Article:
these are individuals who really believe in what they are doing, and they have really gone all in in supporting opposition groups. >> why did the funding and the fund raising get started in kuwait, and then other gulf countries, but particularly in kuwait, why did they get started? >> well, this is a really important story. you know, we've been able to now, establish what's going on, go backwards in time and see how it did begin. like the syria uprising itself, the involvement began out of a hope that something could happen in syria, and so beginning in the summer 2011, long before it was militarized at all, a lot living in kuwait and elsewhere in the gulf where there's a large syria diaspora, they began raising funds to send back into syria. at some point, the syria donors in kuwait began to communicate with one another and form a
group of people who would go around, pool their none and pool their efforts. at some point, a decision made to reach out to the kuwaitis who had access to far larger amounts of money, far more important businessmen in kuwait. they had a network of people who had been giving to the causes in the past, and so they tapped into that network, and this fusion of syria expatriate involvement started the movement forward into funding the rebels on the large scale. >> and that was 2012? >> yeah, this began in, actually, in the fall of 2011 #, so very early. at some point during the meetings, a decision was made to begin partitioning the money between humanitarian relief and arms -- lethal aid, if we can say, and at this point, something very critical happened, and that decision was that donors themselves said we
want an armed uprising, and the way that one syrian described it, they said to him, you know, we want to shorten the duration of your suffering. to do that, we have to have armed groups. i'm certainly not trying to suggest that the syria conflict is armed because of the kuwait, but i think it was a significant factor in forming early brigades they brought grumes together and armed them in a very particular way. >> and what's the ideological flavor of the people doing the fund raising? is it a mix of secularists and ultraconservatives? >> we've seen an interesting wave in the ideology of the people involved, so at the beginning, syria was the cause that invigorated people across the spectrum. you saw donors, you know, from the sort of secular, maybe mild islamists to thal sighs
involvedded. this is the popularity of the funding gaining and gaining. as the conflict itself was complicated, there was a huge drop off in sort of the public's support, the broad base, and it really wiggles down to just the true believer types of sort of real extremes of the spectrum that were very interested in an ideological, sectarian agenda for the conflict. >> and why was it kuwait in particular that emerged at the hub for the fund raising? >> they are the perfect storm of conditions among countries in the gulf. the first and very obvious way kuwait is very different from the rest of the gulf is it's sort of -- it's thee most democratic country in the gulf which is something very beautiful. you go to kuwait and talk about politics in a way you can't in saudi arabia or in the uae. political parties, political groups are legal, freedom of association, all sorts of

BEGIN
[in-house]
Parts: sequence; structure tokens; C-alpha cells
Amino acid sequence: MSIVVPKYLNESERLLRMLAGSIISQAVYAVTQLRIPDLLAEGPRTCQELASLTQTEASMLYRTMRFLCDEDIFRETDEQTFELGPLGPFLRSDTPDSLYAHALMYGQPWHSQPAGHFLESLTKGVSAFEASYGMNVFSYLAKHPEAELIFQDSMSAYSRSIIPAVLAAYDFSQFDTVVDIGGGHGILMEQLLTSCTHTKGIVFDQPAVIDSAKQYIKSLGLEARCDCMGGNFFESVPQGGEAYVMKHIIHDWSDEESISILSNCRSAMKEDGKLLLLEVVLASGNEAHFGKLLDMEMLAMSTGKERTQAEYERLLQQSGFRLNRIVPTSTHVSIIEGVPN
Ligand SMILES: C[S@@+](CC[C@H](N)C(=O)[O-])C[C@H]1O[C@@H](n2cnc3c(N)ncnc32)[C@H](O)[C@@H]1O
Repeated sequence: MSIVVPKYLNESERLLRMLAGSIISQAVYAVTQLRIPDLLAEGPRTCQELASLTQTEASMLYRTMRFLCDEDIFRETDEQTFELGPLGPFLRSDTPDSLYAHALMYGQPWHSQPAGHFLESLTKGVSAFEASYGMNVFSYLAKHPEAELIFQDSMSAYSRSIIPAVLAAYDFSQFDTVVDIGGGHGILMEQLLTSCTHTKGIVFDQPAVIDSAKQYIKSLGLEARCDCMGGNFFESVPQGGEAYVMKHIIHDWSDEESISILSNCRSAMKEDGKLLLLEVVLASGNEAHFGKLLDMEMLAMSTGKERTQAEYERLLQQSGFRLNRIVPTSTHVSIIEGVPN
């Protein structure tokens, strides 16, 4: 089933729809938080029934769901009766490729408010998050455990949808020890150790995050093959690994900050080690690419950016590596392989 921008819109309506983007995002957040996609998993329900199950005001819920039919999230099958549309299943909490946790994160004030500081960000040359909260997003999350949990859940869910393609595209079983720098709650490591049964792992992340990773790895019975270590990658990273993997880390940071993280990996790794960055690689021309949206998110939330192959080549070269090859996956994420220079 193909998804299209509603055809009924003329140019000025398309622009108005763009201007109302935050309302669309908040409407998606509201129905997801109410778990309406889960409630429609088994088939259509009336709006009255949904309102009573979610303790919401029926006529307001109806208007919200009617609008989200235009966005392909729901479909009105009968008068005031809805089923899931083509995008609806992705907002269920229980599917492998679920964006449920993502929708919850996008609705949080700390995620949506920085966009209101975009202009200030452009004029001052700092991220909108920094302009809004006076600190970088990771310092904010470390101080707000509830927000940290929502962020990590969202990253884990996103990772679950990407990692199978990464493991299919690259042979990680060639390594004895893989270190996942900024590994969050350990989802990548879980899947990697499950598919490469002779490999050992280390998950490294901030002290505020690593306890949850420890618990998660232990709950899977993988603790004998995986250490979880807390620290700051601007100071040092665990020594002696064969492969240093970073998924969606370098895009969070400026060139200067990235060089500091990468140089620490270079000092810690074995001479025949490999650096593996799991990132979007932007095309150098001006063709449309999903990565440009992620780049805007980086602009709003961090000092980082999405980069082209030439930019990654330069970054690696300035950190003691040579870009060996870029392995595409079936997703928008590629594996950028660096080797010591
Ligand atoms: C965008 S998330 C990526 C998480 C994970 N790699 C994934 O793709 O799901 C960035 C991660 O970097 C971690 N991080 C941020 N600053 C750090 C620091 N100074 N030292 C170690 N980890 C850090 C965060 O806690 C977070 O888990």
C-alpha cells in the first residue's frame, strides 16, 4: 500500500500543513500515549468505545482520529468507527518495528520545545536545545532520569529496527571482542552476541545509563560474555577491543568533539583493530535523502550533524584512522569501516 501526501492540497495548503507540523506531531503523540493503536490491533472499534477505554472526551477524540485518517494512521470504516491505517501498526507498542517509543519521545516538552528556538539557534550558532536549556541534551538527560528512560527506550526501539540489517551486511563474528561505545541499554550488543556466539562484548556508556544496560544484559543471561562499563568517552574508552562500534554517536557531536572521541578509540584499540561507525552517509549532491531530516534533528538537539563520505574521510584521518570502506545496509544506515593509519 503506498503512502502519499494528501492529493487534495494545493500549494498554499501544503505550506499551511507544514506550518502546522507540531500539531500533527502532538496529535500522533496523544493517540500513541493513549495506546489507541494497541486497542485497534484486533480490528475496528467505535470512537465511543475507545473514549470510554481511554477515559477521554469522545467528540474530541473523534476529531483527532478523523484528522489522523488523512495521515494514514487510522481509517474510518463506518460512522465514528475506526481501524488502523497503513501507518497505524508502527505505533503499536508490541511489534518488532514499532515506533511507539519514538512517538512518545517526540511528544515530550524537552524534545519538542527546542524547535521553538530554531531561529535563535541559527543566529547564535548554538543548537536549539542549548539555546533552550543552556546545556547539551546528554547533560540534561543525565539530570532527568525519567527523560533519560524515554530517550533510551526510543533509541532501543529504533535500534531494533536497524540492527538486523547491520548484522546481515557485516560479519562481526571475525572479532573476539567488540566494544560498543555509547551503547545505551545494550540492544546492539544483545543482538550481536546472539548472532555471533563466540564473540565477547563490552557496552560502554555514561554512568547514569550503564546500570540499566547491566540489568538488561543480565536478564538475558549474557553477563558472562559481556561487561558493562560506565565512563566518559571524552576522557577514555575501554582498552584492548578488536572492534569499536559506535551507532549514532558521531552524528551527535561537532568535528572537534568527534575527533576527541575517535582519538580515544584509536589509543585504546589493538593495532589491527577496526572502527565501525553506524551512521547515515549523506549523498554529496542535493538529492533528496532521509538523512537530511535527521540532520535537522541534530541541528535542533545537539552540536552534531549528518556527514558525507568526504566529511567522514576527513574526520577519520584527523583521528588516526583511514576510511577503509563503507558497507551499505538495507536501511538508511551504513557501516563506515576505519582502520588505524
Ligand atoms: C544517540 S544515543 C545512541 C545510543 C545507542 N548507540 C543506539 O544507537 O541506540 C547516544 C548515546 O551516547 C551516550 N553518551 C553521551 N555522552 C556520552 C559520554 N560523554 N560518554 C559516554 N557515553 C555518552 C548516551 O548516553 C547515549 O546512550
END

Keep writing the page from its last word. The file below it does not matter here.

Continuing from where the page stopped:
political activity that we would recognize ngos, all legal in a way it's not in the gulf. that's the initial condition. the second component of that was a very, very weak counter terrorism financing law passed in 2002 that failed to criminalize counterit -- counter terrorist financing. the most extreme case, caught sending a thousand dollars to al-qaeda, the kuwait government had no tools in the tool box to go after that person. given that, kuwait really emerged assort of a place in the gulf war where people knew that this could happen in an easy way. i think something that i have grown to understand more as i become more, you know, deeper involved in researching this is that the networks sort of existed in kuwait that exist in kuwait for the financing on syria have likely shifted for a decade or longer before syria. we now have access to those
because a lot of the people have children to broadcast fund raising on social media in a public way that allows us to literally map out the social networks of the groups, but it's very clear that these guys have been operating for a very long time. i'll give you a very brief example. in the early days of the conflict, one of the reasons that particular syria told me he approached a donor was he had a reputation of being a very effective jihadi funder and knew the man was involved # in the past and the reputation was widely known among a particular ideological circle. >> i know this when i look on twitter and follow hash tags of the funding that a lot of the people responding to the pleas for funding are not necessarily in kuwait. they are from the surrounding gulf countries. why is it the case that a lot of
>> i remember it was $300,000 for one night. and that is the huge amount of money. and what scared me more is that i asked him, whether the money go? and he said he had no idea. and to answer your question, how much is being raised? well, this is the guess work. and people are hiding their transactions and one of the main reasons for that is fear of the syrian regime, who is thought to have very good contacts. and we are moving in very strange ways to be a part of these contacts. based on a number of individual offends that i know have taken place, i would estimate that it is hundreds of millions of